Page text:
This leaves E and B as constants to derive. For a solution, a brute force attack is made against a 14 bit vector until only one value is consistent with the TS and CF data buffered from the detected Bluetooth pulses. This 14 bit vector consists of X (or the delta from the local clock for 5 bit positions), A (5 bits), and B (4 bits). In step 510, the search of the 16,384 (214) combinations associated with the 14 bit vector is made to determine if there is a PERM5 output such that a value of (E+F)mod79 (allowing for the expected carry from X into F) is consistent with the buffered CF and TS data.
If insufficient data is present in the buffer, then not all cases can be excluded and the search can be suspended and resumed when more data is available. This can be a single sequential search of the space that pauses, rather than requiring memory to store a list of possible values when trying to narrow it down. Once sufficient data is present, the Stage 1 14 bit vector will converge either to a single possible solution (and progress to Stage 2), or to no (0) solution. No solution indicates either a false classification of all data coming from a single Bluetooth network, or crossing a 10 minute wrap point. As such, the buffered data can be cleared, and the algorithm started over as shown by the decision step 512. If a single solution for the 14 bit vector exists, then the process continues to Stage 2, step 520. If multiple solutions for the 14 bit vector exist, then the process continues at step 514 to accumulate additional CF and TS data before resuming the analysis at step 510.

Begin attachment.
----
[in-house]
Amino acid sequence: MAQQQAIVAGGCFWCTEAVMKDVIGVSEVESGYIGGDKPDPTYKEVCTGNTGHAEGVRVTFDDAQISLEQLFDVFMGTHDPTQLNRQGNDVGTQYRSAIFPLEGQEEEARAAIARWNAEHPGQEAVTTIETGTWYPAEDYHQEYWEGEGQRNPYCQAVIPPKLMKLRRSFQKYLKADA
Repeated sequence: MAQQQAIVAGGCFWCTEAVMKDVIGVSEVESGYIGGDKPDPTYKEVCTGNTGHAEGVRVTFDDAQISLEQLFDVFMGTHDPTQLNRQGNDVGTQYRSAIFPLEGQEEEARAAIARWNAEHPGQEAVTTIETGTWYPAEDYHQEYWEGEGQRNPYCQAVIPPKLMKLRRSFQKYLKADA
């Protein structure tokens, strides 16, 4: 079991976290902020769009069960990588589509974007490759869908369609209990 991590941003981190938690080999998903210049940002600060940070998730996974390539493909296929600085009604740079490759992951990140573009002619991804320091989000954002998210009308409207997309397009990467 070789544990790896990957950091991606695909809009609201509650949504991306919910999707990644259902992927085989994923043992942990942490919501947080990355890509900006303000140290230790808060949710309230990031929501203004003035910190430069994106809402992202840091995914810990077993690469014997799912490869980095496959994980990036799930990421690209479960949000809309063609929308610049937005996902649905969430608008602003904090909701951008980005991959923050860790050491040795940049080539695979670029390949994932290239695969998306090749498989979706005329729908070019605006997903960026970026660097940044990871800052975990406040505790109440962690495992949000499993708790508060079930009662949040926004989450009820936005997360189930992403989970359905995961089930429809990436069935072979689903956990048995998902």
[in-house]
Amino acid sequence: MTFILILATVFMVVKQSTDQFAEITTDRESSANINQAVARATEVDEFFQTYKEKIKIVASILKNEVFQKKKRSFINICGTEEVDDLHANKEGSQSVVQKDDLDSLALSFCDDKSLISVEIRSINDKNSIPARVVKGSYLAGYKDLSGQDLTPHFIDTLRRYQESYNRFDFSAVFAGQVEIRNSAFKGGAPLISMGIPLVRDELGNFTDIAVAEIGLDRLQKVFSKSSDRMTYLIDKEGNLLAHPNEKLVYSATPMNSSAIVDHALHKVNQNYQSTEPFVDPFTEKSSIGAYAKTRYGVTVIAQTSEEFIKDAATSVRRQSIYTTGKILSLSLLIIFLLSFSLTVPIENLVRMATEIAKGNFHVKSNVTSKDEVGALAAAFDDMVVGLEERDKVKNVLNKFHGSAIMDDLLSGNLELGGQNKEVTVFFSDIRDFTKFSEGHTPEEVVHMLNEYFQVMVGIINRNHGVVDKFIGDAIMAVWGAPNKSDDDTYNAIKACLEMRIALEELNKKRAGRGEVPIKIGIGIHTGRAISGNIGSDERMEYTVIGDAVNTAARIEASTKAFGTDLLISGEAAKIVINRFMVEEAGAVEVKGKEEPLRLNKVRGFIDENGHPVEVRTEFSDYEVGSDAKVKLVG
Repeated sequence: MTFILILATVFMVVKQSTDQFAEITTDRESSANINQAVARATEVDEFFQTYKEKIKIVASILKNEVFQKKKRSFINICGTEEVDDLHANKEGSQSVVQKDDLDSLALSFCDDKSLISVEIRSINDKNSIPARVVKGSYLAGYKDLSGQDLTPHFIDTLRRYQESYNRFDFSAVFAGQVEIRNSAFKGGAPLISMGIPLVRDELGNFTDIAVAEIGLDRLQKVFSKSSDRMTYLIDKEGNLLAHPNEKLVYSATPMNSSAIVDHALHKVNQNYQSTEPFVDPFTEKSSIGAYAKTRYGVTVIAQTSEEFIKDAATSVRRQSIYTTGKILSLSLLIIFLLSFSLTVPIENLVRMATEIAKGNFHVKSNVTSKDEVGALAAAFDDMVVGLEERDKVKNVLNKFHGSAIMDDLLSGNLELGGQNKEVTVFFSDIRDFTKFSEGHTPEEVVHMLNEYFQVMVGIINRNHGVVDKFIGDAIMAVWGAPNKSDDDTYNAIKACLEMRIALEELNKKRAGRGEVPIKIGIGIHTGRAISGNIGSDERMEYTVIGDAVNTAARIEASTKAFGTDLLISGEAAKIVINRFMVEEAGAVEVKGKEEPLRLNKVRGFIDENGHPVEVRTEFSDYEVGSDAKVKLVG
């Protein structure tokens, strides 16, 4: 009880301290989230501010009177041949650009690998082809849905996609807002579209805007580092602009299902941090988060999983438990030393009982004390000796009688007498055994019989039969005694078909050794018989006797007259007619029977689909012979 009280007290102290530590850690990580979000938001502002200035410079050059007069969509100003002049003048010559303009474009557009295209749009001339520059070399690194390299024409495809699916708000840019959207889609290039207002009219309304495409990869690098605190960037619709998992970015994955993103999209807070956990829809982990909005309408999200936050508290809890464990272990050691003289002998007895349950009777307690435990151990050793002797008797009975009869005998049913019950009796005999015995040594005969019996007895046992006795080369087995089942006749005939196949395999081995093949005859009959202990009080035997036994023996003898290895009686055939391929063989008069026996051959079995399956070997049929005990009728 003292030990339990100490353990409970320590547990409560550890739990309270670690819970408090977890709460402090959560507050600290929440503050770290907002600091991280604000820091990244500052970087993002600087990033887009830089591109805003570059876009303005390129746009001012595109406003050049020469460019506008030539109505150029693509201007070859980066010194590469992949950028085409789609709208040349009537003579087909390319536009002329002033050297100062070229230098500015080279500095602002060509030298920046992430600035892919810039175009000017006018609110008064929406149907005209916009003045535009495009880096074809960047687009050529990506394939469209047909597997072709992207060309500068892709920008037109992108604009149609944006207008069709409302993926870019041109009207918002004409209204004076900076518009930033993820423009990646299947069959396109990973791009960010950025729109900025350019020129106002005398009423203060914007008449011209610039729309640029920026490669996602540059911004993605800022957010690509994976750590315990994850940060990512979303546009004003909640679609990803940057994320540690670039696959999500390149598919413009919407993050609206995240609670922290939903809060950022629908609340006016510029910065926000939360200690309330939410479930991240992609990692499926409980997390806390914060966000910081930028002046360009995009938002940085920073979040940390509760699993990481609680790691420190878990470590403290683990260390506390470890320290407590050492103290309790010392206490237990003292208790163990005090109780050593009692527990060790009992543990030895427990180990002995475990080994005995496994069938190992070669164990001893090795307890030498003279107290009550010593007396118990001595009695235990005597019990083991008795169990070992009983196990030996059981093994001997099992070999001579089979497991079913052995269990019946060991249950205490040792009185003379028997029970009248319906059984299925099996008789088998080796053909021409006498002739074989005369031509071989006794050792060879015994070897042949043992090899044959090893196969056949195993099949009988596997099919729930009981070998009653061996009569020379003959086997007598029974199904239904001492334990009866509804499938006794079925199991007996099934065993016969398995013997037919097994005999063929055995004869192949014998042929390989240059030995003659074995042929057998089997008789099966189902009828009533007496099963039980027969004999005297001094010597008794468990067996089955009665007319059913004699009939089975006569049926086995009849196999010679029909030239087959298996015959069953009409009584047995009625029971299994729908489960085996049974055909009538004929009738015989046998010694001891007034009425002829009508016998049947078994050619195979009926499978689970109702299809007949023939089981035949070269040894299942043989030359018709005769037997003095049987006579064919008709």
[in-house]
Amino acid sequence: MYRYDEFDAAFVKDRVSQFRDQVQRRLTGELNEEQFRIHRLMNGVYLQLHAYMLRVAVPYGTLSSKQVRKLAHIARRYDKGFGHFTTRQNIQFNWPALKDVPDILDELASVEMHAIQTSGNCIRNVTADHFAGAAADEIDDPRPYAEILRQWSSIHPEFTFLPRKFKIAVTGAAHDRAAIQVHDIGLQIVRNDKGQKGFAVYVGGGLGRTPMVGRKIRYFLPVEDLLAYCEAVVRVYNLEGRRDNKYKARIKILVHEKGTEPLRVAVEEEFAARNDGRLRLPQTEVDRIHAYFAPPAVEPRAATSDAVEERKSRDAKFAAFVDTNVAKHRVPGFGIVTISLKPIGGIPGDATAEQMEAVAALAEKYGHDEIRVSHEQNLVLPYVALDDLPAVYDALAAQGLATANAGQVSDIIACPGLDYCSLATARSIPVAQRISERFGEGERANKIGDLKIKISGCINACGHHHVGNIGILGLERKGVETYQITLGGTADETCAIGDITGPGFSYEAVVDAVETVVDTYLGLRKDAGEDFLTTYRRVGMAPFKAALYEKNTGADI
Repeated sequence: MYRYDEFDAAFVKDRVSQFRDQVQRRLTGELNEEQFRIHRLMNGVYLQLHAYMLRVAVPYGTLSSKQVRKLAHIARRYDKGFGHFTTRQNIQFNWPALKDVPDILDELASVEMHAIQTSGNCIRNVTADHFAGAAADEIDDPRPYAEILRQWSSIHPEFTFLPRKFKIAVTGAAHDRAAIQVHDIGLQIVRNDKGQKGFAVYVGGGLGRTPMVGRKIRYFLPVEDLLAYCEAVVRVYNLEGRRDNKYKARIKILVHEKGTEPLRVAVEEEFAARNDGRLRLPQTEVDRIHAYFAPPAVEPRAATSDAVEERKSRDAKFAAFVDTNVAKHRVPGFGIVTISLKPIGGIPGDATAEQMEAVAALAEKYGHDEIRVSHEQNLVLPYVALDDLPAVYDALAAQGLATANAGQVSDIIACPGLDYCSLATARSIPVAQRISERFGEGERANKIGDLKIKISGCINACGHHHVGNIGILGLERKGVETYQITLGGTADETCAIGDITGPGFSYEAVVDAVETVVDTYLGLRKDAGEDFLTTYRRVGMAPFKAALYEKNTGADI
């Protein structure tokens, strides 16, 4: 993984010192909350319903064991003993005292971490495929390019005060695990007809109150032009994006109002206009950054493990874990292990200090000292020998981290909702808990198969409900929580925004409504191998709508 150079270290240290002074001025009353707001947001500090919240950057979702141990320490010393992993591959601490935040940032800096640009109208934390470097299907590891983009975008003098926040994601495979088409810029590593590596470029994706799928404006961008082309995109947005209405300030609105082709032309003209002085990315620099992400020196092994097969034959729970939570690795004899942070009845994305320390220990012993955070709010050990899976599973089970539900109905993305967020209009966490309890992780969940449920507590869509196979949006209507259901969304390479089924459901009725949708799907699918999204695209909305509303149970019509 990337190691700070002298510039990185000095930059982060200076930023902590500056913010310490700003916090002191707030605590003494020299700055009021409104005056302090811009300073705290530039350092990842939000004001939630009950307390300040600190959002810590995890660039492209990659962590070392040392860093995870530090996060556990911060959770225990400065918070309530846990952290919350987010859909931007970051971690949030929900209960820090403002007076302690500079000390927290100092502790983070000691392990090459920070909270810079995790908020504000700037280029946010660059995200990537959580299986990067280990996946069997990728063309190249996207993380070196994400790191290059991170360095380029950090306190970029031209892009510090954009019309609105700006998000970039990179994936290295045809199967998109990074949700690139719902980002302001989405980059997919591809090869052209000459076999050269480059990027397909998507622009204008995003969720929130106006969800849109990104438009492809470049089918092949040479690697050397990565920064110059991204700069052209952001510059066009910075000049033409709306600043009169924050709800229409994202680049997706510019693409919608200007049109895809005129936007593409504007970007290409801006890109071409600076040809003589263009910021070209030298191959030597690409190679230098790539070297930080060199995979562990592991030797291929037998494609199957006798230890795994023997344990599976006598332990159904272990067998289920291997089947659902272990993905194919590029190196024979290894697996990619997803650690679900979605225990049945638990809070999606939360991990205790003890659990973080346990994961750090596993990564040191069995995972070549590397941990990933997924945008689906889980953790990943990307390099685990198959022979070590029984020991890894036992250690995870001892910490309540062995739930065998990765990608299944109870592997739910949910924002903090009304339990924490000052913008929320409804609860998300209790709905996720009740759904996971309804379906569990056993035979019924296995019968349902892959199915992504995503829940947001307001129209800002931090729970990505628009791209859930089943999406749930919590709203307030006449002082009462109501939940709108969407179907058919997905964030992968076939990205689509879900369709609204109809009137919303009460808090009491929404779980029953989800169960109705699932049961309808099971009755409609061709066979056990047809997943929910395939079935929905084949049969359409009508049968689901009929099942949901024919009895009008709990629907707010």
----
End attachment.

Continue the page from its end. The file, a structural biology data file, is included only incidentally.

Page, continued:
At this point, X, Y1, Y2, B, (E+F)mod79 are known, and A will be assumed not to wrap and therefore is also known.
According to the Bluetooth protocol, there are cycles of 64 clocks that occur every 40 ms. The TS and CF data stored for detected Bluetooth pulses for a 64 clock cycle were generated where X, Y1, and Y2 change in a known manner, and A through F remain fixed. In Stages 2 through 4, TS and CF data is processed for groups of pulses that are now known to belong to the same 64 clock cycle. Each group of data is used to study data points that do not have a carry into the upper bits (in Stage 2), and then how the clock carries into those upper bits (in later Stages).